Studies indicate that CBG may have therapeutic potential in treating neurologic disorders (e.g., Huntington disease, Parkinson disease, and multiple sclerosis) and inflammatory bowel disease, as well as having antibacterial activity. This review focuses on the unique pharmacology of CBG, our current knowledge of its possible therapeutic utility, and much more.
Cannabinoid synthesis begins with the precursor molecules olivetolic acid and geranyl-pyrophosphate, which combine to form cannabigerolic acid (CBGA). CBGA serves as the precursor to most other cannabinoids and is converted to D9-tetrahydrocannabinolic acid (D9-THCA), cannabidiolic acid (CBDA), and cannabichromenic acid.
Because CBGA serves as the precursory molecule to the other cannabinoids, it is normally found in very low quantities in Cannabis; however, strains with reduced activity of the three major synthesis enzymes can accumulate higher levels of CBGA. All enzymatically produced cannabinoids (including CBG) are produced as their acidic form and are then decarboxylated by heat to create the “active” form.
Potential Therapeutic Potentials for CBG
Based on the receptor signaling of the a-2, 5-HT1A, and PPARg receptors and the reported affinities of CBG at these receptors (in the tens of nanomolars to sub-nanomolar range), there are many reasons to believe that CBG will have therapeutic potential.
Neuroprotection and Neuromodulation
A number of studies have shown that CBG and a second-generation synthetic quinone derivative, VCE-003.2, have neuroprotective potential in vitro and in animal models to reduce the severity of neurologic illnesses, such as Huntington disease (HD), amyotrophic lateral sclerosis, Parkinson disease, and multiple sclerosis.
Cannabigerol has been explored as a therapeutic for gastrointestinal diseases such as colorectal cancer and colitis using mouse models. Although the authors conclude that this reduction was mediated by TRPM8, these studies were performed in cell culture rather than in the murine model. Orally administered CBG reduced colonic inflammation as measured by significantly reducing myeloperoxidase (MPO) activity, IL-1b levels, and serum fluorescein isothiocyanate (FITC)-dextran concentration. In contrast, CBD on its own did not induce significant changes to these metrics. CBG has also been shown to increase feeding in rats and to reduce weight loss associated with cisplatin chemotherapy. However, an earlier study found no impact of CBG on feeding behavior. Unlike D9-THC and CBD, CBG has not been found to have antiemetic effects and appears to oppose the antiemetic effects of CBD.
Taken together, these studies indicate that there may be a role for cannabigerol in chemotherapy-associated weight loss and loss of appetite.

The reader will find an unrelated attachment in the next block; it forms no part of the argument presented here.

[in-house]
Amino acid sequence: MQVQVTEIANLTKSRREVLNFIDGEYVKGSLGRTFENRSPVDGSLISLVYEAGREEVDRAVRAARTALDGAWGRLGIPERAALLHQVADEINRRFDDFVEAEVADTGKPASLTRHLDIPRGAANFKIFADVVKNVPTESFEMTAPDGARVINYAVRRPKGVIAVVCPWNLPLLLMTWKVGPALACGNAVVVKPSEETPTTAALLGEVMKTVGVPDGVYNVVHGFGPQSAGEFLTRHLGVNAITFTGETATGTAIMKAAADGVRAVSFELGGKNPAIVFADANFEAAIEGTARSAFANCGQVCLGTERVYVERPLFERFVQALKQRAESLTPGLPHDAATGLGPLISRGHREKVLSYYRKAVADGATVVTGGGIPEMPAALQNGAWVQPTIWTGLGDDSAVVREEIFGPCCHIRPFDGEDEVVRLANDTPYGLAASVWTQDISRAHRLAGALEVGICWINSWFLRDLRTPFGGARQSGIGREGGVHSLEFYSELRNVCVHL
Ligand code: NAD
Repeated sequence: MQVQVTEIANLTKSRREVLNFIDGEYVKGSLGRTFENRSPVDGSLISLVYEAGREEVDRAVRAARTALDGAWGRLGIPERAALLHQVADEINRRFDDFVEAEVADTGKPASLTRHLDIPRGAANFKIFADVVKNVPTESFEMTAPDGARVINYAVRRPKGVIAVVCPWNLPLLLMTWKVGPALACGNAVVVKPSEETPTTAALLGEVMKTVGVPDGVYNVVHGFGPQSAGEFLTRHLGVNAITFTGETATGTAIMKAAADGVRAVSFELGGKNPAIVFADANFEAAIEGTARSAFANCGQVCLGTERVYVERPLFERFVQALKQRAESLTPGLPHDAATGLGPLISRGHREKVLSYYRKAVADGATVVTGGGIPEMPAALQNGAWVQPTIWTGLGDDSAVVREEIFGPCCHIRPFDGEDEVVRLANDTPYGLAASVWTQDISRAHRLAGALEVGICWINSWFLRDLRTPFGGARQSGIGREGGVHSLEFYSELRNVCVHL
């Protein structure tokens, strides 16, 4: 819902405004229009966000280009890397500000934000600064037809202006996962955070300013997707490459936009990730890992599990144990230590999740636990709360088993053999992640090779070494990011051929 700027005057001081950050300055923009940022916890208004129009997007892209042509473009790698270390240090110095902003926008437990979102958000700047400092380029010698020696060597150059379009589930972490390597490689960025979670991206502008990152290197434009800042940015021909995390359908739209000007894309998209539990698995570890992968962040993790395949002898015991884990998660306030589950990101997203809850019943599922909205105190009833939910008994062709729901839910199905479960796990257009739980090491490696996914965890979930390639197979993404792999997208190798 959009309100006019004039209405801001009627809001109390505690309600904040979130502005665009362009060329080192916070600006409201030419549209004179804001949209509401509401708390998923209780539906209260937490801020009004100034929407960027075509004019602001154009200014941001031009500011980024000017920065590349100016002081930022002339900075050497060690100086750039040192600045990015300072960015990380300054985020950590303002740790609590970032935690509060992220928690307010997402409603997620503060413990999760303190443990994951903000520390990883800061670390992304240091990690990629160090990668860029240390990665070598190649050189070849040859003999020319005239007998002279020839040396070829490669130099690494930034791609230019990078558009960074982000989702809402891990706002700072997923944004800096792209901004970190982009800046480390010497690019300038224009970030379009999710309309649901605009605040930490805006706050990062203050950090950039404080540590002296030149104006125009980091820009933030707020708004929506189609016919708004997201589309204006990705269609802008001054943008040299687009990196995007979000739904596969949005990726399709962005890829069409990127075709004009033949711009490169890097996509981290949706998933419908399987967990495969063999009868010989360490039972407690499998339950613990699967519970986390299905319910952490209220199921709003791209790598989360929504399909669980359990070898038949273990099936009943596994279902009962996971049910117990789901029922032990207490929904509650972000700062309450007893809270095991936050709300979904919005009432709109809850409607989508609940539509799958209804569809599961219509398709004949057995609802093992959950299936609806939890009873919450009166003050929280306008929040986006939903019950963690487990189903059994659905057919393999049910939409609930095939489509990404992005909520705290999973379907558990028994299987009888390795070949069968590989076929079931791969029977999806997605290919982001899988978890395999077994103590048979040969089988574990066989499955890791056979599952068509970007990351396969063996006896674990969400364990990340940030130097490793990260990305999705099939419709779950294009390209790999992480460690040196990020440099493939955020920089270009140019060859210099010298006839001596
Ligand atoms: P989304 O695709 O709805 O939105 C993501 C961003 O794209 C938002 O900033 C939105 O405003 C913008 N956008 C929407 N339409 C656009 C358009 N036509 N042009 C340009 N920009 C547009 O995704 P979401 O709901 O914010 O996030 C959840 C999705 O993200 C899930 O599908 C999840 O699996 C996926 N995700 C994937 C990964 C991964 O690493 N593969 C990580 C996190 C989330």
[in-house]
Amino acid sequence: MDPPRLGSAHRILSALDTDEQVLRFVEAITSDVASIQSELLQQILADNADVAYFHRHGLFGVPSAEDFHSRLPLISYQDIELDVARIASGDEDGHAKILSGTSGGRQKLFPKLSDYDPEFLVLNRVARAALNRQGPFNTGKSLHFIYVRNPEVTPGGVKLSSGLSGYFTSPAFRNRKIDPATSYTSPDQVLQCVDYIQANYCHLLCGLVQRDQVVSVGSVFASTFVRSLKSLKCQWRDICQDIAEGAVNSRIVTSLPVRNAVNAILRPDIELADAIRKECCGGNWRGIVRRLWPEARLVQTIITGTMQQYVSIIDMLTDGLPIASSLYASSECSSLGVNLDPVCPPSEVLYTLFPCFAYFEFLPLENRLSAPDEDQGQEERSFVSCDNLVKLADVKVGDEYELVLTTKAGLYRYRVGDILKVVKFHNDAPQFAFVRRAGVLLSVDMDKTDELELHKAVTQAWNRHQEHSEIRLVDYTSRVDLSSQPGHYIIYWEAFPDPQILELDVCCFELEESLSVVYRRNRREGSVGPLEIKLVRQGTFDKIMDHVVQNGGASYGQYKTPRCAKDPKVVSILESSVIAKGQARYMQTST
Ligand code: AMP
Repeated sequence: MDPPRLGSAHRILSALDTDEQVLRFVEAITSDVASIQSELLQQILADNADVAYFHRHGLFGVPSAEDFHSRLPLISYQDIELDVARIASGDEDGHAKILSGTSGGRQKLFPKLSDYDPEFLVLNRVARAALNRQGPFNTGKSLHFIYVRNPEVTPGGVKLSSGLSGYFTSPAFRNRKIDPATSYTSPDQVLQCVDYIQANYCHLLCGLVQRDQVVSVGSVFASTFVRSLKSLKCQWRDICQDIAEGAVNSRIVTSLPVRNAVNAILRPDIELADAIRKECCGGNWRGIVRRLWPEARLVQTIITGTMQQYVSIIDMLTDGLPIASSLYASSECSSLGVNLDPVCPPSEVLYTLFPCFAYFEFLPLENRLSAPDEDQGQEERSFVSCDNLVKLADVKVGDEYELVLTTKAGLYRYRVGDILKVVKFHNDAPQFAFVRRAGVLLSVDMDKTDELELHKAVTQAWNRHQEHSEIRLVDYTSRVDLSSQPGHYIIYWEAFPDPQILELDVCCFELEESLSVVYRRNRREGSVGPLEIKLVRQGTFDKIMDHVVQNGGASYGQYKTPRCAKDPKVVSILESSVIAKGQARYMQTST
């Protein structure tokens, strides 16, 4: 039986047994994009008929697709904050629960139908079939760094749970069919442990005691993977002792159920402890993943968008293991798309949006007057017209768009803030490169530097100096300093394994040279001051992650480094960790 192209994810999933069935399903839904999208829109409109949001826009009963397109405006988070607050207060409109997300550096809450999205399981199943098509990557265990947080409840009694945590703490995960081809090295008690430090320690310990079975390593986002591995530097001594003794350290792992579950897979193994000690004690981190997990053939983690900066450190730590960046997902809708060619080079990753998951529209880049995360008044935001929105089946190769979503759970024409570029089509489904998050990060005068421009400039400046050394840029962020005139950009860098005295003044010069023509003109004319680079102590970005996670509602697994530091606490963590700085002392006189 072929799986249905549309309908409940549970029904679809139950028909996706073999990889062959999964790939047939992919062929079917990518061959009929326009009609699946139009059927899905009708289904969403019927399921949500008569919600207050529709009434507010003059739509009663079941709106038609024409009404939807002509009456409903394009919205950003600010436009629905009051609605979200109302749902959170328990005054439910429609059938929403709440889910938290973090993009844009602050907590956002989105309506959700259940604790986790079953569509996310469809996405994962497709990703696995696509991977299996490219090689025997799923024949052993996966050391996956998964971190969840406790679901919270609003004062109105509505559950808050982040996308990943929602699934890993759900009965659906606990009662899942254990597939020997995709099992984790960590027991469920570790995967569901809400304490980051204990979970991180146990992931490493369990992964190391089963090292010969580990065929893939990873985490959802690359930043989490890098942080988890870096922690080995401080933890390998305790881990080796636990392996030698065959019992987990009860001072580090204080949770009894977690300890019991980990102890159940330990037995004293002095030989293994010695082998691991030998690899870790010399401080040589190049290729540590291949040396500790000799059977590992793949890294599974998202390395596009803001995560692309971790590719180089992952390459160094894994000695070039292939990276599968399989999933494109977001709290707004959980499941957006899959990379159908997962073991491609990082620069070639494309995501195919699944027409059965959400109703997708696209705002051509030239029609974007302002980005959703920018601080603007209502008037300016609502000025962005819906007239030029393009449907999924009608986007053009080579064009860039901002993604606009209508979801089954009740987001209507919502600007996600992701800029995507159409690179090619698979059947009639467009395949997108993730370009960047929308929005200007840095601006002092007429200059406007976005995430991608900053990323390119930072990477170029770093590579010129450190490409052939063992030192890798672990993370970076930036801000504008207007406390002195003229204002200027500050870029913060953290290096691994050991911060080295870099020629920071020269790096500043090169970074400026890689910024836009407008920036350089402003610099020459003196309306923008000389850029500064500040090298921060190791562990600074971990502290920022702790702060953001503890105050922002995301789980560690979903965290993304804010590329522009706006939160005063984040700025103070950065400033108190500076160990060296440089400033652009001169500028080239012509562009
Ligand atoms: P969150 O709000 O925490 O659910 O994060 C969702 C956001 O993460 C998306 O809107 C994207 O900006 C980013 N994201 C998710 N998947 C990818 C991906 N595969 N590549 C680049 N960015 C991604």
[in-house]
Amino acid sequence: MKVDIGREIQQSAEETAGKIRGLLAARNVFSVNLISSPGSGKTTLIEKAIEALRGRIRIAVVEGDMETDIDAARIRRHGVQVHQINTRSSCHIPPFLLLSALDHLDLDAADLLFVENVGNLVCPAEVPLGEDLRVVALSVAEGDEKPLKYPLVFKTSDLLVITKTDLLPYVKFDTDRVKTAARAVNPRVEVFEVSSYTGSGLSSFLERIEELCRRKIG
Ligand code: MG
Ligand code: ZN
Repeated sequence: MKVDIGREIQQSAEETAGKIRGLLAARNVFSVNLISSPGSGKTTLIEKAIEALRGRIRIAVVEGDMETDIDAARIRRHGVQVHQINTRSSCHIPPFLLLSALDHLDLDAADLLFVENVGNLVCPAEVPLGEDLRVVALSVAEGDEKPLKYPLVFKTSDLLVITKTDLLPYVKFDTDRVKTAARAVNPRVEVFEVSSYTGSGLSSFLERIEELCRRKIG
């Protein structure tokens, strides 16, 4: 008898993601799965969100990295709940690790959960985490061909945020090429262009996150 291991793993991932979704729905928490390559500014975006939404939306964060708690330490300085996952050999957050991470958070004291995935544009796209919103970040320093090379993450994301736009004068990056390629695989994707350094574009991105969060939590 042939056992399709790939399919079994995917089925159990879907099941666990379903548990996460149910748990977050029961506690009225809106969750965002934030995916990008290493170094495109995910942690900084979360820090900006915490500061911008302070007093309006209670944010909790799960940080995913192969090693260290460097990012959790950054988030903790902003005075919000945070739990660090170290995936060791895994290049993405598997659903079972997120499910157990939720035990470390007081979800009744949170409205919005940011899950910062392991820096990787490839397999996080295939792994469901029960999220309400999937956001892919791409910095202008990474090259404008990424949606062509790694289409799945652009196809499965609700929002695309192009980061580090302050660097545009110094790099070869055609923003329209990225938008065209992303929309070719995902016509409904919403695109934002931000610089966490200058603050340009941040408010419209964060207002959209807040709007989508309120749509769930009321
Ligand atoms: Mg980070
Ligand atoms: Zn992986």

Metabolic syndrome affects millions of Americans and contributes to the highest burden of healthcare costs and preventable mortality in the country. A clinical diagnosis, metabolic syndrome is a combination of insulin resistance, obesity, hypertension, high levels of lowdensity lipoprotein, and reduced levels of high-density lipoprotein. Although a wide array of medications and surgical interventions are available for metabolic syndrome, few treatments are effective enough to serve as monotherapy, and many patients need multiple medications with harsh side effects to keep this chronic illness at bay.
Recent studies on CBG provide promise for its use as part of a multifactorial pharmacotherapy for metabolic syndrome and its components. Hypertension, one component of metabolic syndrome, can be modestly reduced with a-2 agonist therapy, which reduces synaptic norepinephrine levels to reduce vasoconstriction and improve blood pressure. CBG is currently the only known cannabinoid that is an agonist at the adrenergic receptor. In addition, as previously mentioned, CBG and its derivatives are shown to act on PPARg receptors in its role on neuroinflammation.
A number of cannabinoids have been reported to have antibacterial activity; however, CBG was found to be among the most potent cannabinoids tested against antibiotic resistant strains of Staphylococcus aureus.
Research into cannabigerol is in its infancy but has shown promise for addressing a diverse array of therapeutic needs. Based on its pharmacodynamics, here we highlight potential indications for CBG and its derivatives to improve available drug treatment regimens for selected diseases and medical conditions.
First, there is potential for CBG as a major player in the treatment of metabolic disease as described by its action on the PPAR family of receptors to improve insulin sensitivity and adipogenesis.
Second, several studies have described the neuroprotective effects of CBG through action on the PPAR family of receptors. CBG may play a role for improving quality of life in these vulnerable populations, as the few drugs currently available for neurodegenerative diseases also carry uncomfortable and disabling side effects.
Third, similar to other phytocannabinoid derivatives, CBG may play an important role for improving the drug cocktails of patients who struggle with disorders of executive function, such as schizophrenia and ADHD. Researchers have studied the effects of CBG as a safe appetite stimulant in chemotherapy-related appetite suppression in vivo and as an agent that reduces in vitro signs of pathology in colitis and colorectal cancer.
In closing, although there is much to suggest that CBG may provide alternative therapeutics for a number of disorders, much is left to learn.
(Journal of Pharmacology and Experimental Therapeutics February 2021)